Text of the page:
See what I mean about Hunter S. Thompson? Edited by Sargeking (as usual).
If your book sells, you will get the cost of a good editor back every week or even every day. It is of no matter. What does matter is how many copies you sell. Whatever you can do to increase sales, is what should be done. Keep in mind that no matter how many editors you hire to go over your manuscript, there will be a few reviewers who claim to have found problems with your book. I have had reviewers claim my story was about a fantasy between an older man and a young woman when there was ZERO romance in the novel. Some have claimed to have found misspelled words that were not in the story and criticized my choice of a character's name when no such name is used in the story, and on and on. You have to realize reviewers are often wrong and often contradict each other, even themselves. Your dialogue will be praised by one reviewer and the next reviewer will put down your dialogue. I had one reviewer criticize my writing and then finish by saying I am a gifted writer. After a while, you realize there is little to be learned from all the contradictions. The thing about hiring an accredited editor that has worked for the big publishers is you know you have done all you can and that allows you to move on to the next book.
Too bad we can't pay them per error they find. But then, they would probably rewrite the whole thing. What I wouldn't want is a ghostwriter. Some editors get all crazy like that and I don't want anyone messing with my style. Write or wrong, it is mine.
I guess there is no easy way to find a good one, but through recommendations from others.
It depends on the length of the book, the scope of the edit and quite, frankly, how bad it is to begin with (not to mention how easy you are to work with). Hopefully you'll get a sample from her first (about 3-5 pages should do) to judge what they'll be doing and if you mesh.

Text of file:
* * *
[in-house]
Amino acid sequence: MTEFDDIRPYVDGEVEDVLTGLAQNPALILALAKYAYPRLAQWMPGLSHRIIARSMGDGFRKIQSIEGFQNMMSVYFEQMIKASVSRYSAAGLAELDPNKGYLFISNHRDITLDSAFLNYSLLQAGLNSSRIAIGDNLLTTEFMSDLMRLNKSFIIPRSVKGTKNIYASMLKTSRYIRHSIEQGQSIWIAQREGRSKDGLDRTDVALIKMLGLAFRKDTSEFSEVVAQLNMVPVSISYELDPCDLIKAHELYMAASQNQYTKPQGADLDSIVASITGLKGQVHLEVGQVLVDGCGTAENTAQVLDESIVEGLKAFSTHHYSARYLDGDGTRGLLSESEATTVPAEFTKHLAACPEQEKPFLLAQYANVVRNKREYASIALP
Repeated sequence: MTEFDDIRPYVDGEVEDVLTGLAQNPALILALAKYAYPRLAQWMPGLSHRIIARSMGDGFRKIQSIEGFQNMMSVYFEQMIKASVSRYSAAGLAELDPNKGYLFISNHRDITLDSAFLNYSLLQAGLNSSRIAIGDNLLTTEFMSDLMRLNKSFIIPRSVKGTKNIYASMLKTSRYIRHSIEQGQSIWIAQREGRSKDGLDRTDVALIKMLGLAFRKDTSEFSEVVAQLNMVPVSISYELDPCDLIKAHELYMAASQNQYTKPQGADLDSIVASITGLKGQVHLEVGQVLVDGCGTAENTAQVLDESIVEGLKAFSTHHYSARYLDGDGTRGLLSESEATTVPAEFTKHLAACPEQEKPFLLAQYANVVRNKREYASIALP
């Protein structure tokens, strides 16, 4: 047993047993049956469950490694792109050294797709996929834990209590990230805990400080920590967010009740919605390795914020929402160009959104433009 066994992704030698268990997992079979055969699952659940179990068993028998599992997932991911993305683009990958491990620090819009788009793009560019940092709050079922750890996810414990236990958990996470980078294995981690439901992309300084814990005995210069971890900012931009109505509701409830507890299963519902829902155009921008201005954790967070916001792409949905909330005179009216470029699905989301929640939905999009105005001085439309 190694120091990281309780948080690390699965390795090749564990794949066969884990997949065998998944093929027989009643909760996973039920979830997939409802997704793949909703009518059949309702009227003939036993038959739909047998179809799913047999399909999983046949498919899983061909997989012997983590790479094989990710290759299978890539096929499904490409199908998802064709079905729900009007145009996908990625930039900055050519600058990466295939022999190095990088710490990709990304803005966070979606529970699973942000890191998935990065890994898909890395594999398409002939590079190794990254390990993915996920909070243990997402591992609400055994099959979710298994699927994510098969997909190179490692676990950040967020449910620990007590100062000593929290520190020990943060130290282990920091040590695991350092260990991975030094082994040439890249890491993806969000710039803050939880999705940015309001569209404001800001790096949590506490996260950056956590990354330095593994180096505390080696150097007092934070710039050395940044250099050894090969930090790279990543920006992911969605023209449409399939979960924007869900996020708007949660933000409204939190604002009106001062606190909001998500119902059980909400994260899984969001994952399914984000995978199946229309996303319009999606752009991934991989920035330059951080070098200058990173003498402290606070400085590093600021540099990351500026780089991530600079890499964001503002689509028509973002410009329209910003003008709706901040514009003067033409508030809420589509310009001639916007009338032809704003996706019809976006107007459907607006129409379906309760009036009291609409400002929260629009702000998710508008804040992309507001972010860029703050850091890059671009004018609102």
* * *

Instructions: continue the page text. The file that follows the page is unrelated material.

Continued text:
That may not be an unreasonable amount. She's going to be doing a lot of work for you. The question becomes is that a good amount for you to invest in your book. How many sales will it take to earn that back? Can you get something pretty much as good for half? Probably, but it may take more work to find that.
So, I received a quote from an editor and could use
some advice from seasoned writers. Is $1400 too much
for an editor or is this the going rate? She is a
professional and says she will do developmental
editing, copyediting, general notes, style guide and
revision. Does this seem resonable or should I keep
Hold on, everyone. My understanding is that the $.01/word figure is for intensive line-editing, followed by proofreading.
Heather says this quote includes developmental editing. That's when the editor works with you on large-scale issues like characterization, plot, and so forth across several revisions of the novel. That's very time-consuming for the editor and thus very expensive for the writer. Many of us can't afford it. (In fact, I'm surprised Heather's editor will do all she lists for $1400.)
Heather, maybe what you should do is decide exactly what services you really need from an editor and price those out specifically, rather than going with someone who automatically offers the entire package. If you need developmental help -- and many writers find it very useful, I think -- perhaps you could join or form a critique group with some experienced writers. That way you'd get that help at no charge other than the time you'll put into reading and critiquing others' work (an activity that can be helpful to your own work).
I actually went through critique circle before I published. That's why I was really surprised at the negative review I received. I knew I would have some mistakes but she called my writing atrocious, then said she loved my book in the same review. I'm pretty sure most of my mistakes are simple, so maybe I can do some research and correct most of them myself. Thank you!
Try downloading FreeNaturalReader. Then paste in a chapter or a page or whatever you can concentrate on at a time and let the droning, automated voice read it to you. I find mistakes that way in passages I've proofed dozens of times. One thing it won't help with is write/right or their/they're types of errors so be careful with those.